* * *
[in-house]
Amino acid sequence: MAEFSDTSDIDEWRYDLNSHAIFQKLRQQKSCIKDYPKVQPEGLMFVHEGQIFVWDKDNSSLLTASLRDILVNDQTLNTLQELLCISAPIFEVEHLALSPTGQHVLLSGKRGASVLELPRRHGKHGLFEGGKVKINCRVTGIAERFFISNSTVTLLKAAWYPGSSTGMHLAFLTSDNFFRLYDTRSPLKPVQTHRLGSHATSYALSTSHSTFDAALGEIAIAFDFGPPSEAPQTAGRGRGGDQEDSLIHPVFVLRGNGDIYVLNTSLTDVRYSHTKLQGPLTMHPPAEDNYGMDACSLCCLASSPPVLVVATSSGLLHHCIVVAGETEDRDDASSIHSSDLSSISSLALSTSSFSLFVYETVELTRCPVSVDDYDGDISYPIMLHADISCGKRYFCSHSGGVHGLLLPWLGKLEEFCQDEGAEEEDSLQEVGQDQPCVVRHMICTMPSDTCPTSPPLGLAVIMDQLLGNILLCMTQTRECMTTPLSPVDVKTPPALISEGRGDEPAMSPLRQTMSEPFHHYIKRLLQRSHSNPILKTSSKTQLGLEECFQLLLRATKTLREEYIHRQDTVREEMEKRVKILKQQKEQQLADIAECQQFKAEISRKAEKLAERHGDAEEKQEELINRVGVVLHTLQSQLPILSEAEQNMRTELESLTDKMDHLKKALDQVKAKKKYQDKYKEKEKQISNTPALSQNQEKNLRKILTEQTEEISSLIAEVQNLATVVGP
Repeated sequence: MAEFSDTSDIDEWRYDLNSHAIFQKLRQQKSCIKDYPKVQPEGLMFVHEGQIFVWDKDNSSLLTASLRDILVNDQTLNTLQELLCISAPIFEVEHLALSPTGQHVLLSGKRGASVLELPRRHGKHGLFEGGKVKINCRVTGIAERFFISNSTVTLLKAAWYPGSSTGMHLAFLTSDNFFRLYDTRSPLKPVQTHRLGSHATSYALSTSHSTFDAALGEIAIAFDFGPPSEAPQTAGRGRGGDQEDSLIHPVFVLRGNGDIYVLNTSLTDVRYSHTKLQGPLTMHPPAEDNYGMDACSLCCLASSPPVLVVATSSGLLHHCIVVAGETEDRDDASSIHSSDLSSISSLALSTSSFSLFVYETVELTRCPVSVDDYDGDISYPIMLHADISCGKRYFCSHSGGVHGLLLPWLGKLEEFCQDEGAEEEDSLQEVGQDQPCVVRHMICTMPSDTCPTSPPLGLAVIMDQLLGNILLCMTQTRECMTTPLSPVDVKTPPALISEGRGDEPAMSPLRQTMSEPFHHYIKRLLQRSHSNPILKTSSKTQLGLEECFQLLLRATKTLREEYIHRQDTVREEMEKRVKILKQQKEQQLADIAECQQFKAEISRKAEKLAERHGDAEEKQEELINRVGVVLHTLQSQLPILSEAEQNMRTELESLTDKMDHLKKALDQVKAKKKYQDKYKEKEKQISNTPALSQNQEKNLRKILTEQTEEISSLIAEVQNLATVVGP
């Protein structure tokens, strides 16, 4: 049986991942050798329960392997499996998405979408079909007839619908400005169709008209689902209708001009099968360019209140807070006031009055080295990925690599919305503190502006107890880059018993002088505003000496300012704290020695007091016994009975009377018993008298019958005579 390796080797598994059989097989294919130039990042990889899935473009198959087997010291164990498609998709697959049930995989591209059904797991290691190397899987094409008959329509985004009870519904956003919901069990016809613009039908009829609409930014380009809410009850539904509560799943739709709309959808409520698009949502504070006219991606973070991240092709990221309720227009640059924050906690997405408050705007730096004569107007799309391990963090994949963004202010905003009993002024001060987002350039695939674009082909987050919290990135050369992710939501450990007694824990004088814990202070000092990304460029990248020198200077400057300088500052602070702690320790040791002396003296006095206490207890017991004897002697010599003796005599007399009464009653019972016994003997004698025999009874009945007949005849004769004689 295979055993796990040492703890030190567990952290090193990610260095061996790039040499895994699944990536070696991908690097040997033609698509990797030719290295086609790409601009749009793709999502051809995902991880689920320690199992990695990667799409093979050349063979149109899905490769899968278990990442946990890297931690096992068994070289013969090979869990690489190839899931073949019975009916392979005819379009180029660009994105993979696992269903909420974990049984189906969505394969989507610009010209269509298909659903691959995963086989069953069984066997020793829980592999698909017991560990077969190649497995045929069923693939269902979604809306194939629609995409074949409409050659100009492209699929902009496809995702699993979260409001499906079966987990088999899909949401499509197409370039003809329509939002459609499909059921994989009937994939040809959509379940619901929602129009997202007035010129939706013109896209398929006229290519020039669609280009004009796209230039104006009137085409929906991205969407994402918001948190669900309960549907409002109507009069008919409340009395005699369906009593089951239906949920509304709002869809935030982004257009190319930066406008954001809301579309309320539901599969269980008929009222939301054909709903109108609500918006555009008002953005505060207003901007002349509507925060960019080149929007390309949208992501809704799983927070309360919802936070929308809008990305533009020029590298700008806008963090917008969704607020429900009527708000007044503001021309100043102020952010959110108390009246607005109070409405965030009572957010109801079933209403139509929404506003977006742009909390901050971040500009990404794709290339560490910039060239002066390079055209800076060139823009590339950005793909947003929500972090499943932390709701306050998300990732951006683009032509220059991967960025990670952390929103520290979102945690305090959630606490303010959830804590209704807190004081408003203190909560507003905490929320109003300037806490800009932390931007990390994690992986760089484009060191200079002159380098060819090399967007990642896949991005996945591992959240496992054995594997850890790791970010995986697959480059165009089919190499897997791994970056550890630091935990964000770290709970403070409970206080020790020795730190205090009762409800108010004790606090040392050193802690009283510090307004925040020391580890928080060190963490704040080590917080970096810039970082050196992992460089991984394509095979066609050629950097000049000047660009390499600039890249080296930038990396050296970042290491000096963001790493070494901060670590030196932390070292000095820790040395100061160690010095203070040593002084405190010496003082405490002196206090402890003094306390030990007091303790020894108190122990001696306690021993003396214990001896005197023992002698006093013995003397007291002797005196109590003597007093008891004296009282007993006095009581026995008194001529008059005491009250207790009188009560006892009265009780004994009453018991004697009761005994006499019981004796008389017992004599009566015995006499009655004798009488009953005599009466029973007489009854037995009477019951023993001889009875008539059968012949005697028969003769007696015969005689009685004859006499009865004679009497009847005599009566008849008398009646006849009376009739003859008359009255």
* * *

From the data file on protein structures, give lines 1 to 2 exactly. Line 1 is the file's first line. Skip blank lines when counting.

[in-house]
Amino acid sequence: MAEFSDTSDIDEWRYDLNSHAIFQKLRQQKSCIKDYPKVQPEGLMFVHEGQIFVWDKDNSSLLTASLRDILVNDQTLNTLQELLCISAPIFEVEHLALSPTGQHVLLSGKRGASVLELPRRHGKHGLFEGGKVKINCRVTGIAERFFISNSTVTLLKAAWYPGSSTGMHLAFLTSDNFFRLYDTRSPLKPVQTHRLGSHATSYALSTSHSTFDAALGEIAIAFDFGPPSEAPQTAGRGRGGDQEDSLIHPVFVLRGNGDIYVLNTSLTDVRYSHTKLQGPLTMHPPAEDNYGMDACSLCCLASSPPVLVVATSSGLLHHCIVVAGETEDRDDASSIHSSDLSSISSLALSTSSFSLFVYETVELTRCPVSVDDYDGDISYPIMLHADISCGKRYFCSHSGGVHGLLLPWLGKLEEFCQDEGAEEEDSLQEVGQDQPCVVRHMICTMPSDTCPTSPPLGLAVIMDQLLGNILLCMTQTRECMTTPLSPVDVKTPPALISEGRGDEPAMSPLRQTMSEPFHHYIKRLLQRSHSNPILKTSSKTQLGLEECFQLLLRATKTLREEYIHRQDTVREEMEKRVKILKQQKEQQLADIAECQQFKAEISRKAEKLAERHGDAEEKQEELINRVGVVLHTLQSQLPILSEAEQNMRTELESLTDKMDHLKKALDQVKAKKKYQDKYKEKEKQISNTPALSQNQEKNLRKILTEQTEEISSLIAEVQNLATVVGP